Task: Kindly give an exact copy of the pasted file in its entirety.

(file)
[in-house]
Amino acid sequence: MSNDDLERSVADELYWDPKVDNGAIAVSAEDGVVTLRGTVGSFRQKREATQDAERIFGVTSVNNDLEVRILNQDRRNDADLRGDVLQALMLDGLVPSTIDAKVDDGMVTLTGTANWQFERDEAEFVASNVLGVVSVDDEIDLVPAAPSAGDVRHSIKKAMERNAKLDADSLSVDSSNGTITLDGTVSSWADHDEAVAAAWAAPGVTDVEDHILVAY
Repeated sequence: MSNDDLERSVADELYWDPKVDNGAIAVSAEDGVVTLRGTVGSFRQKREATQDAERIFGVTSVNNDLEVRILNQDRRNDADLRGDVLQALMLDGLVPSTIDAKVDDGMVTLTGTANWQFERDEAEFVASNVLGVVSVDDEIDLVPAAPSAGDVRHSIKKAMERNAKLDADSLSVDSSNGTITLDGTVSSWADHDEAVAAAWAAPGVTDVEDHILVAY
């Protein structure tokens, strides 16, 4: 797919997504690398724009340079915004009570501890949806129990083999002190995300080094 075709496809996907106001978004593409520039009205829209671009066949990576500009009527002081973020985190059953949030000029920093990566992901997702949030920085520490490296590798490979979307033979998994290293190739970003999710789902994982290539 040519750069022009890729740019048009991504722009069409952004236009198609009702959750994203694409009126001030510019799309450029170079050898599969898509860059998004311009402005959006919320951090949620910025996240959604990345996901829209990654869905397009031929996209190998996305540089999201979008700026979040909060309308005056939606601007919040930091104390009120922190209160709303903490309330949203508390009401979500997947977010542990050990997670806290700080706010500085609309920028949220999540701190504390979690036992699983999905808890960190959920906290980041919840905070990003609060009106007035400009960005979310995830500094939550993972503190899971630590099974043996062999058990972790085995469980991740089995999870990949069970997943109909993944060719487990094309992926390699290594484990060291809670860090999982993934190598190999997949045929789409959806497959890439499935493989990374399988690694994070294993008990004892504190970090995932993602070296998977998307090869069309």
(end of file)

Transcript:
[in-house]
Amino acid sequence: MSNDDLERSVADELYWDPKVDNGAIAVSAEDGVVTLRGTVGSFRQKREATQDAERIFGVTSVNNDLEVRILNQDRRNDADLRGDVLQALMLDGLVPSTIDAKVDDGMVTLTGTANWQFERDEAEFVASNVLGVVSVDDEIDLVPAAPSAGDVRHSIKKAMERNAKLDADSLSVDSSNGTITLDGTVSSWADHDEAVAAAWAAPGVTDVEDHILVAY
Repeated sequence: MSNDDLERSVADELYWDPKVDNGAIAVSAEDGVVTLRGTVGSFRQKREATQDAERIFGVTSVNNDLEVRILNQDRRNDADLRGDVLQALMLDGLVPSTIDAKVDDGMVTLTGTANWQFERDEAEFVASNVLGVVSVDDEIDLVPAAPSAGDVRHSIKKAMERNAKLDADSLSVDSSNGTITLDGTVSSWADHDEAVAAAWAAPGVTDVEDHILVAY
């Protein structure tokens, strides 16, 4: 797919997504690398724009340079915004009570501890949806129990083999002190995300080094 075709496809996907106001978004593409520039009205829209671009066949990576500009009527002081973020985190059953949030000029920093990566992901997702949030920085520490490296590798490979979307033979998994290293190739970003999710789902994982290539 040519750069022009890729740019048009991504722009069409952004236009198609009702959750994203694409009126001030510019799309450029170079050898599969898509860059998004311009402005959006919320951090949620910025996240959604990345996901829209990654869905397009031929996209190998996305540089999201979008700026979040909060309308005056939606601007919040930091104390009120922190209160709303903490309330949203508390009401979500997947977010542990050990997670806290700080706010500085609309920028949220999540701190504390979690036992699983999905808890960190959920906290980041919840905070990003609060009106007035400009960005979310995830500094939550993972503190899971630590099974043996062999058990972790085995469980991740089995999870990949069970997943109909993944060719487990094309992926390699290594484990060291809670860090999982993934190598190999997949045929789409959806497959890439499935493989990374399988690694994070294993008990004892504190970090995932993602070296998977998307090869069309």